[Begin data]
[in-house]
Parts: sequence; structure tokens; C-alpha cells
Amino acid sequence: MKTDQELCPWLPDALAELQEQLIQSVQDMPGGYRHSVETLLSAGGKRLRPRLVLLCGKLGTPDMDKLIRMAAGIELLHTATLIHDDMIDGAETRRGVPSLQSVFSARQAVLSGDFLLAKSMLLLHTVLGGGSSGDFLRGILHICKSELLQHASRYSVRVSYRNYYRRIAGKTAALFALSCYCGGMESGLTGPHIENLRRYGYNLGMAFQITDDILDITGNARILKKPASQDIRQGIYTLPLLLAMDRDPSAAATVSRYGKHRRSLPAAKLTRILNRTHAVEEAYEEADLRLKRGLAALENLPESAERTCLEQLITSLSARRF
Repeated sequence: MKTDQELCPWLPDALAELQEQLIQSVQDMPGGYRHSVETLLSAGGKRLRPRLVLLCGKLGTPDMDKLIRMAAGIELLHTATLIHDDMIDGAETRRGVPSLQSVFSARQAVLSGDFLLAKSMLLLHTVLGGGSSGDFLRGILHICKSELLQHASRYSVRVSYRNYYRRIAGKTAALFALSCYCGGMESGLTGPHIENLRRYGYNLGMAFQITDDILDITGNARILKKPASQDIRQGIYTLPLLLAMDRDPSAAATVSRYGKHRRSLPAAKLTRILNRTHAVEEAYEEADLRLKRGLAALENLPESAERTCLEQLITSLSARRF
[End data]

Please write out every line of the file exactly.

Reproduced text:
[in-house]
Parts: sequence; structure tokens; C-alpha cells
Amino acid sequence: MKTDQELCPWLPDALAELQEQLIQSVQDMPGGYRHSVETLLSAGGKRLRPRLVLLCGKLGTPDMDKLIRMAAGIELLHTATLIHDDMIDGAETRRGVPSLQSVFSARQAVLSGDFLLAKSMLLLHTVLGGGSSGDFLRGILHICKSELLQHASRYSVRVSYRNYYRRIAGKTAALFALSCYCGGMESGLTGPHIENLRRYGYNLGMAFQITDDILDITGNARILKKPASQDIRQGIYTLPLLLAMDRDPSAAATVSRYGKHRRSLPAAKLTRILNRTHAVEEAYEEADLRLKRGLAALENLPESAERTCLEQLITSLSARRF
Repeated sequence: MKTDQELCPWLPDALAELQEQLIQSVQDMPGGYRHSVETLLSAGGKRLRPRLVLLCGKLGTPDMDKLIRMAAGIELLHTATLIHDDMIDGAETRRGVPSLQSVFSARQAVLSGDFLLAKSMLLLHTVLGGGSSGDFLRGILHICKSELLQHASRYSVRVSYRNYYRRIAGKTAALFALSCYCGGMESGLTGPHIENLRRYGYNLGMAFQITDDILDITGNARILKKPASQDIRQGIYTLPLLLAMDRDPSAAATVSRYGKHRRSLPAAKLTRILNRTHAVEEAYEEADLRLKRGLAALENLPESAERTCLEQLITSLSARRF